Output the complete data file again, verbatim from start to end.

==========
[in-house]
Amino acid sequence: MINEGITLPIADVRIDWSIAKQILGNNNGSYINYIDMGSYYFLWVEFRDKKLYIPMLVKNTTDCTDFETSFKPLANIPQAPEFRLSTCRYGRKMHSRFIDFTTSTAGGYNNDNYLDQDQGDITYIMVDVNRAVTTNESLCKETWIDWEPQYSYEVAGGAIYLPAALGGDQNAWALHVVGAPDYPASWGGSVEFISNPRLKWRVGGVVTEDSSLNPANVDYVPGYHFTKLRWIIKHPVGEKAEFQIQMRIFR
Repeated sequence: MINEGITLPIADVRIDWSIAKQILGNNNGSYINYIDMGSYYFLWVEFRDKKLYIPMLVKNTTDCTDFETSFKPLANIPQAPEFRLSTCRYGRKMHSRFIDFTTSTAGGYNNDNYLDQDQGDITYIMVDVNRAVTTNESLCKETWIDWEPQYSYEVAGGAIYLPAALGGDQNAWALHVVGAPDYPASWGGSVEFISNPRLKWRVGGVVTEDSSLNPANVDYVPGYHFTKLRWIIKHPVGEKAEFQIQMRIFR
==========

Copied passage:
[in-house]
Amino acid sequence: MINEGITLPIADVRIDWSIAKQILGNNNGSYINYIDMGSYYFLWVEFRDKKLYIPMLVKNTTDCTDFETSFKPLANIPQAPEFRLSTCRYGRKMHSRFIDFTTSTAGGYNNDNYLDQDQGDITYIMVDVNRAVTTNESLCKETWIDWEPQYSYEVAGGAIYLPAALGGDQNAWALHVVGAPDYPASWGGSVEFISNPRLKWRVGGVVTEDSSLNPANVDYVPGYHFTKLRWIIKHPVGEKAEFQIQMRIFR
Repeated sequence: MINEGITLPIADVRIDWSIAKQILGNNNGSYINYIDMGSYYFLWVEFRDKKLYIPMLVKNTTDCTDFETSFKPLANIPQAPEFRLSTCRYGRKMHSRFIDFTTSTAGGYNNDNYLDQDQGDITYIMVDVNRAVTTNESLCKETWIDWEPQYSYEVAGGAIYLPAALGGDQNAWALHVVGAPDYPASWGGSVEFISNPRLKWRVGGVVTEDSSLNPANVDYVPGYHFTKLRWIIKHPVGEKAEFQIQMRIFR